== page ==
When you look at trading the foreign exchange rates you will see that they are constantly changing.  It is important that you know what affects the foreign exchange rates and cause these fluctuations.  When you know about these factors you can trade better on the market as you understand the movements in price action.  It is important that you understand that the foreign exchange rates are directly linked to the supply and demand of a currency.

There are two main factors that affect the supply and demand of the currency.  These factors are the interest rates and the economic growth.  It is important that you understand how these factors affect the foreign exchange rate.  When you know about this you can understand the ways that you should be trading.

Interest Rates and Foreign Exchange Rates

If you wish to borrow money from your financial institution, the interest that you will be charged is based on the interest rates that the central bank of your country determines.  When a country’s economy is under-performing, the central may decide to lower the interest rates in the hope that borrowing will increase. 

The lowering of the rates is often enough to increase spending by the consumers and this will aid in revitalising the economy.  If the economy boost is too much, the central bank will normally increase the benchmark interest rate as this will cause the borrowing rate to be increased and become an expensive option.

This up and downswing of interest rates particularly affects investors who are simply trying to reach a balance between the returns they achieve and the safety of their money.  When interest rates go up, the yields of assets that are held in that particular currency will increase as well.  The demand for the currency will increase and its value will be increased.  In the event that the interest rates decrease, most investors will be loath to accept a fall in their yield.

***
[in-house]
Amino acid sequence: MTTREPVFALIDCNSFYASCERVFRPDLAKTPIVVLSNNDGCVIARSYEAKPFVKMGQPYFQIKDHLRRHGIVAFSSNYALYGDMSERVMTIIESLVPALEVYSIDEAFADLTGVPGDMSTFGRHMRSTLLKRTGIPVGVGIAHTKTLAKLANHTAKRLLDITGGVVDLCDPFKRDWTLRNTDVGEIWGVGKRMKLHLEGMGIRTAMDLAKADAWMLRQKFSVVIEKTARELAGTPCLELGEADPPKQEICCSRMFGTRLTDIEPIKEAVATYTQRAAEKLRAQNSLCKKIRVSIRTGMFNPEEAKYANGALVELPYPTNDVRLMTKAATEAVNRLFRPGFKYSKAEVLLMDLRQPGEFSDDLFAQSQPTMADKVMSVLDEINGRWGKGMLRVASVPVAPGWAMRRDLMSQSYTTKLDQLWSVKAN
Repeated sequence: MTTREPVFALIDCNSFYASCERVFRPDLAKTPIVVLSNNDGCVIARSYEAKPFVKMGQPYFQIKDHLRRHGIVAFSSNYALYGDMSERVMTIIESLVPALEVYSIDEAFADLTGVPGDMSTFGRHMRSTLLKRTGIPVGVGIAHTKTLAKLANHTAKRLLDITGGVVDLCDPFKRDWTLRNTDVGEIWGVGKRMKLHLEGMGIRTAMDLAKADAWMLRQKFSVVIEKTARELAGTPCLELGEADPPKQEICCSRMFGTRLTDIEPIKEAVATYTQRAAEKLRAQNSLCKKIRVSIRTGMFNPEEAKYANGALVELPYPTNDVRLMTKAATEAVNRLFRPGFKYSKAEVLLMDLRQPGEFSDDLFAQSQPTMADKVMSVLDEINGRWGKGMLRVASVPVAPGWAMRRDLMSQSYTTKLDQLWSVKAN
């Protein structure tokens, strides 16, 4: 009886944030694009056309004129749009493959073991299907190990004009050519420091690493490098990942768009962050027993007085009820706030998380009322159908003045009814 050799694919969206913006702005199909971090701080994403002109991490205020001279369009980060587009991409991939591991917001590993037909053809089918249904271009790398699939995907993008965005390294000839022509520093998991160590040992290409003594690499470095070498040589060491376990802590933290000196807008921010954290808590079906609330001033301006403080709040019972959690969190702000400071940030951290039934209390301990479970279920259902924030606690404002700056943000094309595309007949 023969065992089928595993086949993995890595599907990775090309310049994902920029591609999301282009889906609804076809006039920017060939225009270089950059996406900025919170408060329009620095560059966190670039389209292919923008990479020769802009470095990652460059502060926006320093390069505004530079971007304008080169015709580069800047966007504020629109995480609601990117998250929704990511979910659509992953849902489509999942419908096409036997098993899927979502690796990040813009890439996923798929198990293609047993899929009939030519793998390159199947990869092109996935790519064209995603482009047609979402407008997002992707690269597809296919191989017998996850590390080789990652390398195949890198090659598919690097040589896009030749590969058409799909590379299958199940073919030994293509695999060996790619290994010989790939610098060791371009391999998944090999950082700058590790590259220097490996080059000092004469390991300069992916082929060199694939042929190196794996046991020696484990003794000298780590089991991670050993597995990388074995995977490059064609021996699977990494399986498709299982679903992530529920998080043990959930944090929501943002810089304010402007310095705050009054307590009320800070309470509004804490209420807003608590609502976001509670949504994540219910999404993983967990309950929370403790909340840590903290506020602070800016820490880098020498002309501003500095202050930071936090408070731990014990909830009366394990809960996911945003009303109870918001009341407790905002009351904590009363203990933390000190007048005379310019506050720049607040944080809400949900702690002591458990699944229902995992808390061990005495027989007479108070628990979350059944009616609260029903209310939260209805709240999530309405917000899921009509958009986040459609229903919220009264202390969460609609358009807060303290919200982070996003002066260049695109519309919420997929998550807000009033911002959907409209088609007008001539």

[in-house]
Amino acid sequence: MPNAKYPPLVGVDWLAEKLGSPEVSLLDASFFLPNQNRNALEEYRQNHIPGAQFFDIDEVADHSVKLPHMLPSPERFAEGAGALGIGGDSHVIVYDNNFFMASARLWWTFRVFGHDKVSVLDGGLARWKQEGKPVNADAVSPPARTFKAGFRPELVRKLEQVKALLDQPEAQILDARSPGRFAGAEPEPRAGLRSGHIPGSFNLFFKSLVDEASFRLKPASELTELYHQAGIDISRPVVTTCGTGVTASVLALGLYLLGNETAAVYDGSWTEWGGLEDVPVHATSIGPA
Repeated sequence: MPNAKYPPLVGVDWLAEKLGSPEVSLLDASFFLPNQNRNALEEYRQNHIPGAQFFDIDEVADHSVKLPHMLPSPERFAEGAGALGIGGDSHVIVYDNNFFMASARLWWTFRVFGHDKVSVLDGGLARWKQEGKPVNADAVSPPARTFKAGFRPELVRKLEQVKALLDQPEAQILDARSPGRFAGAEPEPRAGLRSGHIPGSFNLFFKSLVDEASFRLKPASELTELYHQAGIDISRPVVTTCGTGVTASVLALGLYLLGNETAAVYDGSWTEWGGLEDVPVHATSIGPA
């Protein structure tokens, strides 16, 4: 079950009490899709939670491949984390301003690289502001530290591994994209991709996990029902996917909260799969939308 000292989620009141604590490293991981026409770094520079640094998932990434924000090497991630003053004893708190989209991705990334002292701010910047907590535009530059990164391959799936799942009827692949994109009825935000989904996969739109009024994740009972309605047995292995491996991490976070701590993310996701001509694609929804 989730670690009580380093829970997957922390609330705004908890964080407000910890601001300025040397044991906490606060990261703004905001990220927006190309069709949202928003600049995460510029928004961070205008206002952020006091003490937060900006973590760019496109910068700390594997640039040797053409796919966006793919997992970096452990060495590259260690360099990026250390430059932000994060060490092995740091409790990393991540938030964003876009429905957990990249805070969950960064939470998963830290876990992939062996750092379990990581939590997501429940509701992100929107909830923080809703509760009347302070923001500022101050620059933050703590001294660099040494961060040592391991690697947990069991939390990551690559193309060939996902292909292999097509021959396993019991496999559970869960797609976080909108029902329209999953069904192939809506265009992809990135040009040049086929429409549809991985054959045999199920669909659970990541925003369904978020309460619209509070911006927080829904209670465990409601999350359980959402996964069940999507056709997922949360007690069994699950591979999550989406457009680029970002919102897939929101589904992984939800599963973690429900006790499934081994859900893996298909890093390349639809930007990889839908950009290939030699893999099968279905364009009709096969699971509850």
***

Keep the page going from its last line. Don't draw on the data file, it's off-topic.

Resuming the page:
Economic Growth and Foreign Exchange Rates

In countries where they are experiencing a growth in their population, the country has to make sure that its economy is expanded to meet the need of the people.  The one problem is that if the growth occurs too quickly, it could lead to problems.  This action will cause the wage increases to fall behind the price increases.  This will cause a dip in the buying power of the consumers even if they receive wage increases. 

Most countries target a percentage of 2 as ideal for their yearly economic growth.  Higher growth will cause higher inflation.  When this happens the central bank will step in and raise interest to increase the borrowing costs in an attempt to curb the spending level in the market.  As soon as the central bank changes the interest rates, there is bound to be a change in the forex rates.

The opposite of inflation, known as deflation, occurs when a country is experiencing a recession and is evidence that the economy is in a state of stagnation.  If this happens, the central bank will lower the interest rates in an attempt to boost consumer spending.  This is done with a view to reversing the deflation.

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